by Gabriel Karanfil
By the time a newly bearded Christian Lacroix had dashed down the strip of
canary-yellow sand that served as a runway, a throng of French admirers
closed in around him causing startled security guards to engage in crowd
control. In the maelstrom he responded to one lady's remark, "I'm glad it was
fun for you."
The remark, of course, was a telling reminder that the beautiful mesh of
flowers that framed the stage, and the crystal ball suspended from the
ceiling, were a smoke and mirrors mirage that bares little in common with the
sweat and tears of an atelier where every pleat, tuck and fold is scrutinized
The title of the show, "Escapade", was born out in a whimsical collection
full of Bohemian undercurrents, and stamped here and there by the
unmistakable glitter of Lacroix's haute couture.
Scarves wound round the head, handkerchiefs circled the neck, and full skirts
floated down the catwalk, giving a fluidity that seemed inspired by the sea
breezes off the Mediterranean. Men came attired in white trousers and blue
blazers affixed with majestic crests, looking as if they had stepped off the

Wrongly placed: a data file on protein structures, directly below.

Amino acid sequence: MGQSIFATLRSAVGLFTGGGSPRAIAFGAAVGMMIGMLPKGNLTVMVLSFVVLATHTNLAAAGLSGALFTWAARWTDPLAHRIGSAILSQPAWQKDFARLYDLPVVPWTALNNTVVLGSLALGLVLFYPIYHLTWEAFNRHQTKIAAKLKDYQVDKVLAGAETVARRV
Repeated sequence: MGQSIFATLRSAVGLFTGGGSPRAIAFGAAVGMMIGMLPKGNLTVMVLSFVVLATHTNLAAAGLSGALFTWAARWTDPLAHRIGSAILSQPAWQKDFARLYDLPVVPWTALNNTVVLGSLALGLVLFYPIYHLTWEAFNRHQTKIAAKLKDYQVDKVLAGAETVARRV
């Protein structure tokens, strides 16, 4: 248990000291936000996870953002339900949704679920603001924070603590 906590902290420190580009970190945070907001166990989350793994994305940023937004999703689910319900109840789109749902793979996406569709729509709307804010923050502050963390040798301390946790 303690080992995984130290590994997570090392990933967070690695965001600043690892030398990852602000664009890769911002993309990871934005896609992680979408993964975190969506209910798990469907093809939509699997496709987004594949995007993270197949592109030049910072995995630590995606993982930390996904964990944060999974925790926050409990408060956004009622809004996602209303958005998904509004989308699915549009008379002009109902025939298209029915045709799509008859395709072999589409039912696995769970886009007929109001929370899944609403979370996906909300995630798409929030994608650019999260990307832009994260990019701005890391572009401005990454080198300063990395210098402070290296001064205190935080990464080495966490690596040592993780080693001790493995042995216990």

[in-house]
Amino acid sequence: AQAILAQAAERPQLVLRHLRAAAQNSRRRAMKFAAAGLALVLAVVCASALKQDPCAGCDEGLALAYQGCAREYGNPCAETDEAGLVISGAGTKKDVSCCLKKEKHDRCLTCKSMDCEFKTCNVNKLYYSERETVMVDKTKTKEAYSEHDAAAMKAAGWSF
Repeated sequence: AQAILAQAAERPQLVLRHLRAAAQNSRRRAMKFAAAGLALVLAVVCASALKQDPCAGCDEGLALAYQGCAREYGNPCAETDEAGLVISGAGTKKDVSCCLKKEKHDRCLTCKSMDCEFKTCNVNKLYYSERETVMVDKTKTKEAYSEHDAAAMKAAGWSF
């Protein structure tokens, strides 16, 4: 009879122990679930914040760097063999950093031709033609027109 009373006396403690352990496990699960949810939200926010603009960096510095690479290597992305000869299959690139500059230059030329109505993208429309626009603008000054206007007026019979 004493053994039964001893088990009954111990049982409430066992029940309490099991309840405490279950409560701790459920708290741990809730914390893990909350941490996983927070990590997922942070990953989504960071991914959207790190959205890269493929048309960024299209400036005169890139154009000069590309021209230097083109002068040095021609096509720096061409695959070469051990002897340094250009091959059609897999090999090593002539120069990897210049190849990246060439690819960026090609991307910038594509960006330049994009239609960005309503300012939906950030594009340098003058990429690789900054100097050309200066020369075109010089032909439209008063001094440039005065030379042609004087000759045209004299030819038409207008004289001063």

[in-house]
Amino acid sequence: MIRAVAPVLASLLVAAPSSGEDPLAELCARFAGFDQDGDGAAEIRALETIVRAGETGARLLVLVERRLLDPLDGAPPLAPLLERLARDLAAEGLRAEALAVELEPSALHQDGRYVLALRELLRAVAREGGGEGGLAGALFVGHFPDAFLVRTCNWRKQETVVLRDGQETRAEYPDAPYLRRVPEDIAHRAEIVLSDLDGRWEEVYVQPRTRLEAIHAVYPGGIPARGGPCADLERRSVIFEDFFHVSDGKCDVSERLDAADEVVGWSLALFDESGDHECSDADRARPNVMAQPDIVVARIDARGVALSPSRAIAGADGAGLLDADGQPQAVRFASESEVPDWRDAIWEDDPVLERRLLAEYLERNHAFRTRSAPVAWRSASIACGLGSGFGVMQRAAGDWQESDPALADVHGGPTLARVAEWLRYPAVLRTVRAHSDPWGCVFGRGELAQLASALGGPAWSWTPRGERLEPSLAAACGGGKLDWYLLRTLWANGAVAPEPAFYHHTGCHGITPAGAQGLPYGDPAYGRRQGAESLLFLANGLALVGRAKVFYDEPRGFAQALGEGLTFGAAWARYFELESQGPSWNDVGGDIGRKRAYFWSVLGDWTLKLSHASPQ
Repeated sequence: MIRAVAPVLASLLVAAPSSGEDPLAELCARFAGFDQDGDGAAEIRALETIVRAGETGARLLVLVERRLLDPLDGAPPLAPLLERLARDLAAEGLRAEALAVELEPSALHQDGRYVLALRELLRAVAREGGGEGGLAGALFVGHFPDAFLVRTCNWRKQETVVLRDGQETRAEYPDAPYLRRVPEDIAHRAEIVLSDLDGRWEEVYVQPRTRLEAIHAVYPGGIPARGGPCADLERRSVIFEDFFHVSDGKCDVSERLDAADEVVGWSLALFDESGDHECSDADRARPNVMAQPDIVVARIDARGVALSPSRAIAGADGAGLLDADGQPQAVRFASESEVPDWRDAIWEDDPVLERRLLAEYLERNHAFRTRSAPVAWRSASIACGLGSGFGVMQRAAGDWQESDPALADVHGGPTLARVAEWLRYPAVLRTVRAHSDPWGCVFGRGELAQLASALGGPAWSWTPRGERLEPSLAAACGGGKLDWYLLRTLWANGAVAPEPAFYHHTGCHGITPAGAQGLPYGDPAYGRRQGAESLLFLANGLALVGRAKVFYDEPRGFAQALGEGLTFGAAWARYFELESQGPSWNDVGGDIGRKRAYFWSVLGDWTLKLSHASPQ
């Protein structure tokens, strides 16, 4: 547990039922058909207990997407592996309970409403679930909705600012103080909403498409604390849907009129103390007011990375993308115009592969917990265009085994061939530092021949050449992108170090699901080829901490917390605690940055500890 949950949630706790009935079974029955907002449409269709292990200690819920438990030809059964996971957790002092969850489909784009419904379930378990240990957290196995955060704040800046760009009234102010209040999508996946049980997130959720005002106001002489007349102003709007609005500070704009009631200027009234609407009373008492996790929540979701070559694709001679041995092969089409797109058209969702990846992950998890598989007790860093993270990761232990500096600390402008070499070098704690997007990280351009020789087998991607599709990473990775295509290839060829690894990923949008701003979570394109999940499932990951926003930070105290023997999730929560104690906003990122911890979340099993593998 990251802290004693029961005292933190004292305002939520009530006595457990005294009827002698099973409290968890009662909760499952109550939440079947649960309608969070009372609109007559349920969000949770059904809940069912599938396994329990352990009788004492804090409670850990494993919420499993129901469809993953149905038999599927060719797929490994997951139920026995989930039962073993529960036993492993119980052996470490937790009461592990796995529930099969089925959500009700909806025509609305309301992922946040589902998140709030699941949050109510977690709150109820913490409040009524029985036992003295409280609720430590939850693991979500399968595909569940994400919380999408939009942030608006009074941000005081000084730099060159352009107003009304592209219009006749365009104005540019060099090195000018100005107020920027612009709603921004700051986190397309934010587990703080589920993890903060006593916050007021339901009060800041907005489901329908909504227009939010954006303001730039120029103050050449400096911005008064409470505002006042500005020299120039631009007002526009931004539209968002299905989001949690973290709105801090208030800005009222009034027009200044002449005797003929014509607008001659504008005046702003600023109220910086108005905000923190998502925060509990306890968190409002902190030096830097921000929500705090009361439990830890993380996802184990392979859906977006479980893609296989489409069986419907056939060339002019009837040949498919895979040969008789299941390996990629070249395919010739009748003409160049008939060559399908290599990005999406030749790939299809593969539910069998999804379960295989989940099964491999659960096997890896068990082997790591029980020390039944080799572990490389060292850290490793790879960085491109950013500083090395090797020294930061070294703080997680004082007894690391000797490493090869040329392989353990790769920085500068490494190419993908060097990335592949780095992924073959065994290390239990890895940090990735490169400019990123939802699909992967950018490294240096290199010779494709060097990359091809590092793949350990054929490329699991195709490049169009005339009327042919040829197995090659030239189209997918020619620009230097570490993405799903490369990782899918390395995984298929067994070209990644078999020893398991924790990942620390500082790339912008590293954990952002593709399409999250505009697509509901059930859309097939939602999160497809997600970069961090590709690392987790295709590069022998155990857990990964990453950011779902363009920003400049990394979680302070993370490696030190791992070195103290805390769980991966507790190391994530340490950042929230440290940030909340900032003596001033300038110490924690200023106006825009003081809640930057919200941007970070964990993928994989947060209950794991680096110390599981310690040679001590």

deck of a yacht moored somewhere chic.
But the poetic grace of a chartreuse bolero dripping in gold, or a gossamer
evening dress dusted in silver sequins, or still yet, a powder-blue vest
glistening in rose embroidery, brought this collection to an entirely
different level, one as heady and complex as the signature couture in which
Lacroix has made his name famous.
Nearly one year after being bought by the Falic Group, and one week after
having announced his divorce from Pucci, the last of Christian Lacroix's
affiliation with LVMH, you get the sense that change is imminent.
Program notes announced plans to launch a new red and white label. To be
shown next spring in the Las Vegas boutique, it will eventually be available
in shops worldwide. What was unclear was whether it was meant to eventually
combine Ready-to-Wear and couture into a new up-market line.
On that subject, nobody was talking.